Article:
Defense Industrial Base

China dominates the rare earth industry, accounting for approximately 60 percent of rare earth metal mining and approximately 90 percent of rare earth metal processing in 2023. In order to combat this near-monopoly and to limit supply chain vulnerabilities and risk to the US defense industry, a final Defense Federal Acquisition Regulation Supplement (DFARS) rule, published May 30, 2024, applies broader sourcing prohibitions to the language of DFARS 225.7018 and operative clause DFARS 252.225-7052 to prohibit the use and acquisition of magnets mined in China as of January 1, 2027.Continue Reading DOD Releases Final Rule Prohibiting the Acquisition of Certain Magnets from Nonaligned Foreign Nations

For just shy of a decade, the Defense Industrial Base (DIB) has had to operate under rules dictating the safeguarding of Controlled Unclassified Information, along with a strict 72-hour notification requirement if/when/should a “cyber incident” occur. For the uninitiated, these are the requirements found in the Department of Defense Federal Acquisition Regulation Supplement (DFARS) 252.204-7012. And for a large swath of government contractors, these requirements have been more bane than benefit, as many have struggled to meet the DFARS’ stringent requirements.

Well, critical infrastructure industry, welcome to the party! Soon, companies involved in all sectors of critical infrastructure will need to comply with new federal reporting requirements for cybersecurity incidents and ransom payments after President Joe Biden signed The Cyber Incident Reporting for Critical Infrastructure Act of 2022 (the Act) into law on March 15, 2022. Tied to an omnibus appropriations package, the Act requires entities involved in critical infrastructure to report cyber incidents to the Cybersecurity and Infrastructure Security Agency (CISA) within 72 hours and any paid ransom demands within 24 hours. While these new reporting obligations will not become effective until CISA promulgates rules to further define requirements, as the DIB’s effort has demonstrated, it would be wise to examine best practices in incident response plans to begin sooner rather than later.Continue Reading Critical Infrastructure Industry Drafted: Welcome to the Cyber War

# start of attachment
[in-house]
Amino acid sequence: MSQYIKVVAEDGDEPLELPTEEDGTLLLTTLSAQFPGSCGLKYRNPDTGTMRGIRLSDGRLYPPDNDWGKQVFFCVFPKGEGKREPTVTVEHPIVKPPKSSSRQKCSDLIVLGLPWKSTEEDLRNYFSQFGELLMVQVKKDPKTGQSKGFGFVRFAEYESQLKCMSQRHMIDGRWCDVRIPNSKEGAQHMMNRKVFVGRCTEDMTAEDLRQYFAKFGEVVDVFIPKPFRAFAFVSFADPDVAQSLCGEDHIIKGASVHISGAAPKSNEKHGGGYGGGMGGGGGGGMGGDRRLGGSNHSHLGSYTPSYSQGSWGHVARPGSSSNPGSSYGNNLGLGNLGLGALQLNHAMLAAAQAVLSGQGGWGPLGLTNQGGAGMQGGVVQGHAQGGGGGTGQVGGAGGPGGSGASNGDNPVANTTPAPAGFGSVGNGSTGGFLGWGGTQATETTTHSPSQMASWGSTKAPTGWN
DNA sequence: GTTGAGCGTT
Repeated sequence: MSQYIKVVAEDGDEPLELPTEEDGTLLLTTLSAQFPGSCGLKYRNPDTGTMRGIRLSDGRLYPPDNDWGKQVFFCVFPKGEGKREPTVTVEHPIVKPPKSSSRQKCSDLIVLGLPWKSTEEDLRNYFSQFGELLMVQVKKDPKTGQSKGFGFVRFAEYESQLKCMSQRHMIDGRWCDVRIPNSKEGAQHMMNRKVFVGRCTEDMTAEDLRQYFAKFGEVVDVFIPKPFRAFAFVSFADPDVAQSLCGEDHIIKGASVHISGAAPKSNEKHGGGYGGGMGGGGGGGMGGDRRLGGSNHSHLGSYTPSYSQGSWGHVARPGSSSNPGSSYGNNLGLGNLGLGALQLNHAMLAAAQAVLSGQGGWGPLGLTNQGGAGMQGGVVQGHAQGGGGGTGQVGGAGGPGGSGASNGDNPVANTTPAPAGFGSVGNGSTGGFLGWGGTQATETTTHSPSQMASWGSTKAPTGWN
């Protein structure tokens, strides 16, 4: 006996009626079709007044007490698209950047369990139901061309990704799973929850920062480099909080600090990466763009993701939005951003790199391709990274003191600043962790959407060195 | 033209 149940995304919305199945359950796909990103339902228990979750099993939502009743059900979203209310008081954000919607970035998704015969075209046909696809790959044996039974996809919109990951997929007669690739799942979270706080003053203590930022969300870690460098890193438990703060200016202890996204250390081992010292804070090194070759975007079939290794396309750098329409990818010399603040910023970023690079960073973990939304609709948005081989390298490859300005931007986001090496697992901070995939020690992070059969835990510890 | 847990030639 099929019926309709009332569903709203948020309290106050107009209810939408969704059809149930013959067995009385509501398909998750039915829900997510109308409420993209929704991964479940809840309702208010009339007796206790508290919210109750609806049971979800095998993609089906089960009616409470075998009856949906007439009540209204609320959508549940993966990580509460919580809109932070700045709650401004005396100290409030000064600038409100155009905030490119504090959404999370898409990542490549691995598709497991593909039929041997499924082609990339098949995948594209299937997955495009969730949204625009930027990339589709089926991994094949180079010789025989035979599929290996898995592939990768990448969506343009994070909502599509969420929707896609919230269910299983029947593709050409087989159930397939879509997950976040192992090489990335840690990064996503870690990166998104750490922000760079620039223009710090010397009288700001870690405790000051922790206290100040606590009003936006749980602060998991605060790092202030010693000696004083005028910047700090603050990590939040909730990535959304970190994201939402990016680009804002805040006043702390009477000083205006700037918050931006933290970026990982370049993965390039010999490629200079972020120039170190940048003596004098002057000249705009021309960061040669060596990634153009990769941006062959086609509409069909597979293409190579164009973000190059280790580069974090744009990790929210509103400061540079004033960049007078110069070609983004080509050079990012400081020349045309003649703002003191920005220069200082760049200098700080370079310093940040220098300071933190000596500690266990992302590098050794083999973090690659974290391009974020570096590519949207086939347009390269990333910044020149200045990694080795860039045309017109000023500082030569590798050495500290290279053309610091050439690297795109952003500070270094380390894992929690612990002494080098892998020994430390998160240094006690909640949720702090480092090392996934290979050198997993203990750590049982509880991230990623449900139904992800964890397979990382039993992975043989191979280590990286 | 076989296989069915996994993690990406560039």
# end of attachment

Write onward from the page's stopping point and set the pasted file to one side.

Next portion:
Each year, Congress presents us in Title VIII of the National Defense Authorization Act (NDAA) a potpourri of procurement reforms, changes, and additions. Some are effective immediately, while some are bound for rulemaking and regulation and surface years from enactment. Some require analyses, reports, and studies which have no immediate impact but provide a roadmap that can and should be used by government contractors in their business planning. Finally, some provisions of the NDAAs just wither away and have no impact whatsoever. Nineteen days before the Trump Administration ended, the US Senate followed the US House of Representatives in overriding the President’s veto of the William (Mac) Thornberry National Defense Authorization Act for Fiscal Year 2021 (H.R. 6395) (FY2021 NDAA), making it law on January 1, 2021.  Happy New Year! As for its Title VIII, the FY2021 NDAA is no different from its predecessors in its procurement potpourri. Here’s a tour of key provisions you oughta know.
Continue Reading Here to Remind You of the Key Provisions of the Fiscal Year 2021 National Defense Authorization Act – You Oughta Know!